It's a classic quest story: A Buddhist priest, Tripitaka, and three creatures in need of redemption – Monkey, Sandy, and Pigsy – go on a pilgrimage from China to India to bring back some sacred scrolls. They have many adventures along the way, battling monsters and demons, as well as squabbling with each other.
For many Australians, their introduction to Wu Cheng'en's Journey to the West came from the dubbed Japanese TV show Monkey, shown on the ABC in the early 1980s. But Kim Carpenter, who conceived, designed and co-directed a new stage version of the story, was not one of them.
"I never really watched the TV show. It was never really part of my life," he said.
But the director of Theatre of Image had seen stage adaptations in Hong Kong and Beijing of Journey to the West – "one of the four pillars of Chinese literature" – and thought it had potential as a theatrical production in Australia. The show opened at the Playhouse, Canberra Theatre Centre, on Thursday.
"It's a true classic – a moral tale, a road story, a quest that has spiritual and religious connotations," Carpenter said. "Also, it's a lot of fun."
The production, on which Carpenter worked with writer Donna Abela and co-director John Bell, took several years of development and made its debut in Brisbane last year.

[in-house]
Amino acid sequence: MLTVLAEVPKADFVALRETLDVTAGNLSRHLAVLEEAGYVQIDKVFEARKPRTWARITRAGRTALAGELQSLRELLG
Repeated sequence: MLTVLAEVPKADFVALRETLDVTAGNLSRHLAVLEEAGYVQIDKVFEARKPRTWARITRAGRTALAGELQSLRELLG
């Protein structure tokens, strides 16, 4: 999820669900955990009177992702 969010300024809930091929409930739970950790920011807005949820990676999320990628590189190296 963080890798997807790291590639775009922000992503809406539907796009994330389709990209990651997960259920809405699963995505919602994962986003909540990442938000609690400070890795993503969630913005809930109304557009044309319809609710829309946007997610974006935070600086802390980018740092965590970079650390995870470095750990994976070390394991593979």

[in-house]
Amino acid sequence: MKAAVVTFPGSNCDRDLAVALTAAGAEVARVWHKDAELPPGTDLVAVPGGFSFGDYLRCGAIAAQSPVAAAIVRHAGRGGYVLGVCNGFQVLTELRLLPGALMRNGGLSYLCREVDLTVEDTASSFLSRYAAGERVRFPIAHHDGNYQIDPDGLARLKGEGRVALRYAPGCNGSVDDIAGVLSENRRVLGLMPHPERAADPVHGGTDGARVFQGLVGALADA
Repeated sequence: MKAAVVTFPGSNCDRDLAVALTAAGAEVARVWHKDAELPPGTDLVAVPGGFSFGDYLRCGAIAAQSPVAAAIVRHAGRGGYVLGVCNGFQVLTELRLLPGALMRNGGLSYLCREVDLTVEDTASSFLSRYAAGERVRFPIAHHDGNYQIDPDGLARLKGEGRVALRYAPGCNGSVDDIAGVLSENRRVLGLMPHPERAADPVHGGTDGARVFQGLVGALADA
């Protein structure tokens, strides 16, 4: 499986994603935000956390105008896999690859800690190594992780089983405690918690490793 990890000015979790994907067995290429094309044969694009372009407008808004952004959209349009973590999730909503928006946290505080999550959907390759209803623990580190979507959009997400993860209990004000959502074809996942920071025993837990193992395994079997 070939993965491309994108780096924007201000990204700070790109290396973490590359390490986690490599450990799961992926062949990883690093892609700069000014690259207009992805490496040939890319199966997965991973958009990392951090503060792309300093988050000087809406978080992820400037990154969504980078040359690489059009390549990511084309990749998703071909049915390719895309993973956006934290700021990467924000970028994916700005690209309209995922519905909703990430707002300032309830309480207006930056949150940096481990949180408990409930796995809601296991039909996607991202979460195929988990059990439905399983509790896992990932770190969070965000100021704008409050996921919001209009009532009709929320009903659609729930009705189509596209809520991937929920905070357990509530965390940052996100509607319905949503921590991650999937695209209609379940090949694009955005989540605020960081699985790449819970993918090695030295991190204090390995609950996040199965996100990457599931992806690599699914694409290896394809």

During the course of his research Carpenter finally caught up with the old TV series.
"I thought it was funny and quirky with the dubbed voices and bad wigs. I could understand why it has a cult following."
Filipino actor Aljin Abella, who plays the proud, excitable Monkey, was another who had never seen the TV series.
"I was a fan of the book. I grew up just after the TV show."
He said playing the mischievous character was a lot of fun and he enjoyed seeing the character develop over the course of the story.
"He has to learn to work with people as part of a team."
Darren Gilshenan, who plays the greedy Pigsy, was a fan of the old series.
"It was naughty!" he said
"This is what I would describe as a spectacle ... it's got a multi-ethnic cast, puppetry, songs, audiovisual, kung fu and mixed martial arts, parkour – and a great story to boot."
Although this was a new adaptation of the story, there were many references to the old show that its fans would recognise, he said.
While some of the story's themes and some of the bigger puppets might be intimidating for the very young, it was aimed at a wide audience, he said.
"It's very much a family show, for ages seven and up."
Monkey: Journey to the West is on at the Playhouse, Canberra Theatre Centre until April 25. Bookings: canberratheatrecentre.com.au or 62752700.